I owe a whole lot to Perl. So does the practice of computing in general, and the construction of the Web in particular. Perl’s situation is not terribly happy; I wouldn’t go so far as to say “desperate”, but certainly these are not its glory days.
Herewith some thoughts on Perl’s place in history, and how a tiny piece of it bit back at me at OSCON this week.
History · Perl proved a bunch of things that now seem obvious but, a couple of decades ago, would have seemed unlikely and in some cases unbelievable:
You can get serious work done in a language without requiring a compilation step. In other words, a “scripting language” is a perfectly OK thing to be.
You can get serious work done in a language that allows the programmer to say very little about the type of data items.
Content-addressable stores (hashes, dictionaries, whatever you call them) are basic to doing, well, anything; they should be built-in to languages, with a convenient readable syntax.
Regular expressions make many tasks easy which would otherwise be difficult; they should be built-in to languages, with a convenient readable syntax.
It is unsurprising when a powerful general-purpose programming tool is an open-source construct.
It is unsurprising when a powerful general-purpose programming tool includes a vast repertoire of high-quality libraries constructed by a global community of volunteers.
A large proportion of all computer programming consists of string manipulation. As a consequence, languages which have high performance in string processing will be perceived as fast.
Yes, there were other languages with some of these characteristics before Perl. But Perl had all of them and went from an obscure sysadmin tool to the glue that held the early Web together in what seemed a matter of weeks. It taught us a lot of lessons. Which means that its author Larry Wall taught us a lot of lessons, and we all owe him a vote of thanks.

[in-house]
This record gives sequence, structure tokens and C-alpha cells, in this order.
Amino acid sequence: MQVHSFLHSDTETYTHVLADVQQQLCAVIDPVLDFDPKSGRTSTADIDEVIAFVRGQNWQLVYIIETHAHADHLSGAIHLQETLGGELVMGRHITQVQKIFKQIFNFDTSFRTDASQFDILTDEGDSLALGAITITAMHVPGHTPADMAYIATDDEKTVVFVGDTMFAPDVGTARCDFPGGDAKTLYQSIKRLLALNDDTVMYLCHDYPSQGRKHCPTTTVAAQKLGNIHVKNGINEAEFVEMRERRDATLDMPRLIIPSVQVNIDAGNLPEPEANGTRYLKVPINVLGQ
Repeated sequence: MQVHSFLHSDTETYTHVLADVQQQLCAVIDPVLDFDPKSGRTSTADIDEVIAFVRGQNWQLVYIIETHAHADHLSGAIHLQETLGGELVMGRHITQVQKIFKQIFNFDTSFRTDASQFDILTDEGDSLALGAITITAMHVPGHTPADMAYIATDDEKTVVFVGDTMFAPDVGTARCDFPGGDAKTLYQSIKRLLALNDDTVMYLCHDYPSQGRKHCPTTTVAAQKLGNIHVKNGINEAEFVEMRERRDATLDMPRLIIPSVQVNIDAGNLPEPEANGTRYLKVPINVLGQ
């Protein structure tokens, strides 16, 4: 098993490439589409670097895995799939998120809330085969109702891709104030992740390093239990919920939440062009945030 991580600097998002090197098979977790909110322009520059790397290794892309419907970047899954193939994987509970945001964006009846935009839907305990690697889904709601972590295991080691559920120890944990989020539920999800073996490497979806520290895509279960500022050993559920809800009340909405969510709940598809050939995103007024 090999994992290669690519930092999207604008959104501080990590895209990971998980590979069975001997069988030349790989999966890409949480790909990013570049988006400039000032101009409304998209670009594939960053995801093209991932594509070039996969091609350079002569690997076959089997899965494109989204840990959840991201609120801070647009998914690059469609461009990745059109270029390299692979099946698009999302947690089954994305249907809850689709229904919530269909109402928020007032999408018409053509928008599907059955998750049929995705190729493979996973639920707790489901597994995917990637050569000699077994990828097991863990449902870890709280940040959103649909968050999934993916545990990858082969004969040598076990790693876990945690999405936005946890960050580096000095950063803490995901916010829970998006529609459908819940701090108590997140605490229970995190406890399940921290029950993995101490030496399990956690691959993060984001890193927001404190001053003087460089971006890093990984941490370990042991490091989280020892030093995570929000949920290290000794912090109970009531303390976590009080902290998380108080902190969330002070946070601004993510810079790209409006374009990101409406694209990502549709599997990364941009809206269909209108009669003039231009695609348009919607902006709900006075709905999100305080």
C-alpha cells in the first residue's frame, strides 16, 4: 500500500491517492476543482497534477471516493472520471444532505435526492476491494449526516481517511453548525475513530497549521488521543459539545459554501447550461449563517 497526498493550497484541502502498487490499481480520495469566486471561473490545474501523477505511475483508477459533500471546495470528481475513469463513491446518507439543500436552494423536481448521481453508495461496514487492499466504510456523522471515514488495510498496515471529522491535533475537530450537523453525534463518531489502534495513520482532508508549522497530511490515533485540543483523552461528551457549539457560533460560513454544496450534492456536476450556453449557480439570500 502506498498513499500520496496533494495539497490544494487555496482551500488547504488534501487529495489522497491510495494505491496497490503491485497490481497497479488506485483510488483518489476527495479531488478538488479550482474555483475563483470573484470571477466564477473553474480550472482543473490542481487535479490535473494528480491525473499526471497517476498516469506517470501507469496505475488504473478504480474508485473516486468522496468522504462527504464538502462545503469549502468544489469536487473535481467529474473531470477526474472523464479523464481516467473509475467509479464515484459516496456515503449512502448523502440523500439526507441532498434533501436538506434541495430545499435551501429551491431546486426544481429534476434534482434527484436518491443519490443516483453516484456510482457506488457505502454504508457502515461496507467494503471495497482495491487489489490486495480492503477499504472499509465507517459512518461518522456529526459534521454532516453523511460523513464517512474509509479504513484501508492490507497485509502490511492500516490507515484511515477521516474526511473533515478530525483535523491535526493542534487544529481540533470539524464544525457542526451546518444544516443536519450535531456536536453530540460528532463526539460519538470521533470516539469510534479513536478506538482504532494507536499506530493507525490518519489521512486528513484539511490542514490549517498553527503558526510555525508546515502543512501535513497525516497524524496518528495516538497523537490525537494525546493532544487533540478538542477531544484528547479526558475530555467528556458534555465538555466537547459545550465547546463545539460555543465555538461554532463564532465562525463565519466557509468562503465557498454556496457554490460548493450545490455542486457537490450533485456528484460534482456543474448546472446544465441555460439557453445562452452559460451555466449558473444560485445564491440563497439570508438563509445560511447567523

Perl and Me · The text you are now reading has been prettified for your benefit by a large glob of Perl code; this blog’s infrastructure may not be pretty, but it’s largely bug-free and pumps out hundreds of GB month without ever sneezing. Thank you Larry!
Also, in my career I have written two rather large-scale (as in, they harvested billions of pages) Web crawlers, one which in a certain sense made my fortune. Both were implemented in Perl and I found it a highly-appropriate tool for the job. I remember with a certain vindictive glee the doomed pathetic thrashing of the follow-on project; someone with Enterprise Experience decided that my pathetic amateurish Perl crawler should be replaced by a properly-architected Java version.
Recent History · It hasn’t been that kind to Perl. Many people, for example me, have moved on; largely to Python and Ruby, even though they are neither faster nor equipped with better libraries or documentation. I think this process carries two uncontroversial lessons which nonetheless bear repeating:
Object-Orientation is good.
Readability is important.
Yes, I know that Perl can be written in an object-oriented and readable way. And most of all, that Perl remains in wide use and highly relevant in all sorts of situations. But I think the lessons remain valid.
The Ribbon Thing · At conferences there are badges and on badges there are ribbons, often with labels such as “Sponsor” or “Speaker” or “Chair”, designed to make their bearers seem more important. At OSCON, there are ribbons, but anyone can have as many as they want; a bunch of preconfigured ones are provided and there are facilities for customization. Here are mine.
The Ruby ribbon is truncated because it read “Ruby Rockstar” and I’m not one of those. Note the turquoise one reading “Desperate Perl Hacker”; It turns out that, a long time ago in a galaxy far away, I coined that phrase.
The year was 1996 and the XML co-conspirators had plenty of experience with the relative ease of wrangling large datasets in open textual as opposed to closed binary formats. The narrative was something like this: A Vice President with his hair on fire runs into a hacker’s cubicle saying “We have to change all appearances of ‘Soviet Union’ to ‘Russian Federation’ in the whole legal-publications suite and support system and there’s no time and no head-count! We’re doomed!” But the Desperate Perl Hacker triumphs, because the data is in transparent text files. The D.P.H. was repeatedly invoked during the XML design process to support this or that simplifying feature.
Here’s the sad part: Parts of the community at this year’s OSCON deemed the D.P.H. ribbon inappropriate in view of Perl’s somewhat beleaguered status, and it was no longer on display by the time I got there. I managed to obtain one from a plain brown envelope with a bit of nudge-nudge wink-wink, and I wore it with pride.